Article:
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Planning Commission rejects variances to Barton Springs plan

Thursday, February 28, 2013 by Elizabeth Pagano

Much to the delight of those gathered to denounce the plans, the Planning Commission withheld its endorsement of proposed variances to the Barton Springs Pool plan on Tuesday night.


“For me, it makes much more sense to actually move to deny the recommendation,” said Commissioner James Nortey. “That might actually create an impetus to analyze and look at these issues further.”


Nortey said that the denial would allow staff time to look at the issues with the current plan that were detailed earlier in the meeting. Specifically, he asked staff to look into removing impervious cover, creating a porous path across the south lawn to an overlook, and moving the south parking lot as far away from the springs as possible. Commissioner Jean Stevens later amended the motion to include a request that staff look into the feasibility of off-site parking for the pool.


“We go through so many issues where it’s a denial or recommendation, and it’s like we’re trying to recommend it, maybe, if we can do some other things. This just says, go ahead and deny… The onus is now back on staff to present another item,” said Nortey. “I don’t know that there’s an incentive to look at the issues we’ve addressed if we just go ahead and approve it.”


The city has been working for years on the proposed plan, which will make many cosmetic changes to the area around Barton Springs Pool including burying power lines, building an ADA-compliant path on the south side of the pool, replacing the south fence, installing irrigation for the trees, and updating the landscaping on the north side. After years of combing over the details, and countless meetings about the changes, the Planning Commission was to be the last stop before the proposal headed to City Council at the end of March.


The majority of the commission agreed with the strategy, and voted 5-2 to deny staff’s recommendation to amend the Save Our Springs Ordinance, and grant variances that would allow pool renovations to move forward. Chair Dave Anderson voted against the motion, as did Commissioner Myron Smith. Commissioner Brian Roark was absent.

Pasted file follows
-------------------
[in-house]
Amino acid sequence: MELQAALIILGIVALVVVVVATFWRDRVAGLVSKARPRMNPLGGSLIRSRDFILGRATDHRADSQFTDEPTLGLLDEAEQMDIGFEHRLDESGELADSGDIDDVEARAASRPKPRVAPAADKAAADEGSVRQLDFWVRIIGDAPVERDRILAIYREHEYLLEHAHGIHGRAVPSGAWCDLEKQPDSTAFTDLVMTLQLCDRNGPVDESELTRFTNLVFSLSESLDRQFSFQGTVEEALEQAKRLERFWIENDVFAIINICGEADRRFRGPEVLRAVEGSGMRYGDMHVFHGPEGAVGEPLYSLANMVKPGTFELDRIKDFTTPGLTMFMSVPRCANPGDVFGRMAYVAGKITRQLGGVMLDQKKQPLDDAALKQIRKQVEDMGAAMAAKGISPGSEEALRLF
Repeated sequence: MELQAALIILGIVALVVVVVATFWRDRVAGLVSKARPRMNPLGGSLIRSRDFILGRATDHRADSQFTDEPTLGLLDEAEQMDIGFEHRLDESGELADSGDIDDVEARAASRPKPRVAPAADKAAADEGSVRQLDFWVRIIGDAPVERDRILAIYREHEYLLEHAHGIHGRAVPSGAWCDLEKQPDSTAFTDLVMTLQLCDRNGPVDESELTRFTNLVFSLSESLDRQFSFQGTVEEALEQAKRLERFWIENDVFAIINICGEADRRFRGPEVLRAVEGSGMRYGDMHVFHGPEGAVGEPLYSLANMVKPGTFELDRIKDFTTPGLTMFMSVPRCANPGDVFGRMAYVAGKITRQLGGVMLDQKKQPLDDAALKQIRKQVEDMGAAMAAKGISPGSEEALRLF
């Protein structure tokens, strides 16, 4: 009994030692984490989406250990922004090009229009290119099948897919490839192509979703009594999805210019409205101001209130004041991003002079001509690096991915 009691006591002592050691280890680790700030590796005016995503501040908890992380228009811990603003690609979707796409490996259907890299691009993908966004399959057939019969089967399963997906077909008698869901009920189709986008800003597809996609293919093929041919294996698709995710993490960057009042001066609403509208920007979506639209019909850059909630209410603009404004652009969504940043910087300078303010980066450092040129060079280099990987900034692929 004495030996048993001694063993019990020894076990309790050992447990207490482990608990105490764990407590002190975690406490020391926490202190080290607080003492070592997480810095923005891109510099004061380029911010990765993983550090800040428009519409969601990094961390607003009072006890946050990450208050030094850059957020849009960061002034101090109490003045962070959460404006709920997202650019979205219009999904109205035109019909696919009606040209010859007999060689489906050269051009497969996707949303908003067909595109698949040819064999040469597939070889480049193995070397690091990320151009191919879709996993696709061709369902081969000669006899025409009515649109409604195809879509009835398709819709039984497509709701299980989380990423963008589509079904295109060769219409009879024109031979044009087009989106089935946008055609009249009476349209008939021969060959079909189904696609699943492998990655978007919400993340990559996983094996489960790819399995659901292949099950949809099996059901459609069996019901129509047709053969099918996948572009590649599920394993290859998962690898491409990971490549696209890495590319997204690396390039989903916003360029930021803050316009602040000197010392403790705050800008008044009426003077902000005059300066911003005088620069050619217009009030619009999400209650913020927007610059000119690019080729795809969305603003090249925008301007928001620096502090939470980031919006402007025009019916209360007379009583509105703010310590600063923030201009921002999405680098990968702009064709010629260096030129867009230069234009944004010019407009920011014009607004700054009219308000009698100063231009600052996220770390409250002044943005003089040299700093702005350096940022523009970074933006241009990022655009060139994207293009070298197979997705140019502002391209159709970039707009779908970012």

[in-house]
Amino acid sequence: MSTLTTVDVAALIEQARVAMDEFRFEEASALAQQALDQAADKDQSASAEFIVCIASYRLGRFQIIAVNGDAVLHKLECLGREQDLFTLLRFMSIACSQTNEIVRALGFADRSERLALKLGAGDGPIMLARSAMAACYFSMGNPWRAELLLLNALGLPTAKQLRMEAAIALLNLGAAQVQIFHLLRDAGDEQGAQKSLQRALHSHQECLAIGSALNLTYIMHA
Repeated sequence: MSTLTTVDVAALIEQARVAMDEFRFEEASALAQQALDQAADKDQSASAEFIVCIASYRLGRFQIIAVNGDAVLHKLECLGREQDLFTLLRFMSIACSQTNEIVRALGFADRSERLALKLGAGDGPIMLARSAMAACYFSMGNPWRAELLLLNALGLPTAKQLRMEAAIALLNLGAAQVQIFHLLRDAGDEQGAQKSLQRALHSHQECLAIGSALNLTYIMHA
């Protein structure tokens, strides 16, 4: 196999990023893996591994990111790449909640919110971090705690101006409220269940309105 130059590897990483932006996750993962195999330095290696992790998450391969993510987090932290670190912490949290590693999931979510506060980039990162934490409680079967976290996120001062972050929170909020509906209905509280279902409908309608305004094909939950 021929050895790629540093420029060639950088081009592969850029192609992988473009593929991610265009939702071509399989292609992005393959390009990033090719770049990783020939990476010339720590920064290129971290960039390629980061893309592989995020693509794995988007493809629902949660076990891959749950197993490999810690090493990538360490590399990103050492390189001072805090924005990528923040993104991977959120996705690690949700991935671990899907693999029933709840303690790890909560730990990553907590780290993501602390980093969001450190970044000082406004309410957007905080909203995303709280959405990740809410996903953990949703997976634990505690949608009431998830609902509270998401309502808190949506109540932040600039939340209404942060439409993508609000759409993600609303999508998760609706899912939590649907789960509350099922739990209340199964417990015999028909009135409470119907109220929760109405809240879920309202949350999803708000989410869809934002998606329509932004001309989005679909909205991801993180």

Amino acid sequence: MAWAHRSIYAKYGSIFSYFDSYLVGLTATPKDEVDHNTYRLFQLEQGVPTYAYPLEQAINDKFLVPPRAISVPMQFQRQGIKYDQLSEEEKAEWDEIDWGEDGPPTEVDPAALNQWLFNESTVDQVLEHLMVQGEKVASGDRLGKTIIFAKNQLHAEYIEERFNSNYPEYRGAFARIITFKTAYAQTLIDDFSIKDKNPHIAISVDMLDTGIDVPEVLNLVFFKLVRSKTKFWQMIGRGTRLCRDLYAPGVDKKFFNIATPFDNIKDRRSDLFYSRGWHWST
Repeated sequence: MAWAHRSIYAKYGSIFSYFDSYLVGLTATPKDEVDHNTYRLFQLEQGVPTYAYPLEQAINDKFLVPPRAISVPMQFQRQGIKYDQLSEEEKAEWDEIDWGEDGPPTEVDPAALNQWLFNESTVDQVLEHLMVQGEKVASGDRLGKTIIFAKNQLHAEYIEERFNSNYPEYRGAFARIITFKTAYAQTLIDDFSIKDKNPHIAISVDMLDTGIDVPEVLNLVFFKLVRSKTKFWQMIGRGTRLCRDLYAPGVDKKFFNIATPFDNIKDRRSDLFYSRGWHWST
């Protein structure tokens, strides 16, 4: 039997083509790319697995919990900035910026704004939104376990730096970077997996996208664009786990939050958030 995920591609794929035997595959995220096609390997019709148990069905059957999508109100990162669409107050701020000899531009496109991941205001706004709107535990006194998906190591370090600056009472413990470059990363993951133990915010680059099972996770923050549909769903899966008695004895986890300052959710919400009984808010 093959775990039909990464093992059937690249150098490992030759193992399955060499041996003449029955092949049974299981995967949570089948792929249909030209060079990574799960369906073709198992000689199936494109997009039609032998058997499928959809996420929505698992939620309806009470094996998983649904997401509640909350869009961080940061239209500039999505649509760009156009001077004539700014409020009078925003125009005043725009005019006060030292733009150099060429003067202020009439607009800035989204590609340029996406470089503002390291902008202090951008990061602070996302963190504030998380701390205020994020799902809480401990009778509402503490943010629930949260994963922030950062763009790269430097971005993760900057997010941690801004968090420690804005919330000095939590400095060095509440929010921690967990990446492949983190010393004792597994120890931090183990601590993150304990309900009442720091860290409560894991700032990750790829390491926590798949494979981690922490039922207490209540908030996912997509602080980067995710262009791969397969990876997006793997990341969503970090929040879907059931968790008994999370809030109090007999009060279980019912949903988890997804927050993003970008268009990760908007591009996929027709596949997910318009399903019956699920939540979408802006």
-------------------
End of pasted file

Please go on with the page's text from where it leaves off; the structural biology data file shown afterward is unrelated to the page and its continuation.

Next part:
“I will say, from my perspective, we run the risk of derailing conversations that we’ve had for four or five years,” said Anderson. “I think we are literally 90 percent of the way there, so that’s not something I can support. I think it’s too risky.”


Public input has been plentiful about the proposed changes to both the south and north sides of Barton Springs Pool. Though it has, at times, grown quite contentious, the discussion at the Planning Commission was civil, with opponents to its current incarnation settled on two main themes.


The first sticking point is a path that would cut across the south slope and allow those with disabilities to access that view for the first time from an overlook. David Witte, who is with ADAPT of Texas told the commission that they were unwilling to forsake access to the overlook entirely.


However, he clarified that “any means of access” would be acceptable, and that if that access could be achieved in ways other than through a crushed granite path, that would be fine.


The other main conflict that remains about the plan is a proposed increase in parking – from 80 to 124 spaces in the south lot – and the associated increase in impervious cover. Last week, the Environmental Board recommended that impervious cover remain the same.


Blayne Stansberry, the civil engineer on the project, told the Planning Commission that this could be accomplished. Even with an increase to the south parking lot, impervious cover could be removed from other areas of the pool.


Executive Director of the Save Our Springs Alliance Bill Bunch told the commission that they wanted to see a decrease in impervious cover, as well as increased parking for bicycles.


“We need to push them to reduce impervious cover, and not just by a few feet, but substantially,” said Bunch, who also pushed for more bike parking in the plan.


Austin Sierra Club’s Roy Waley suggested that staff look into alternatives to the parking situation, such as off-site parking with a shuttle service, or reduced entrance fees for those who have paid to park elsewhere.


Commissioner Danette Chimenti noted that it was ironic that, at a time when the city is looking to decrease parking, the city would increase parking at Barton Springs.


“We’re not going to solve the parking problem by increasing parking. We can’t increase it enough,” said Chimenti, who advocated for encouraging bicycle use and off-site parking instead. As part of their motion, the commission asked that staff look into increasing shuttle parking, bicycle parking and other multimodal forms of parking, aside from just vehicular parking.


“We’re not saying we are trying to kill this,” said Nortey. “We’re not completely satisfied with what the current proposal is. Council may still adopt it, but we send that message to Council (about) why we want staff to look at other issues.”

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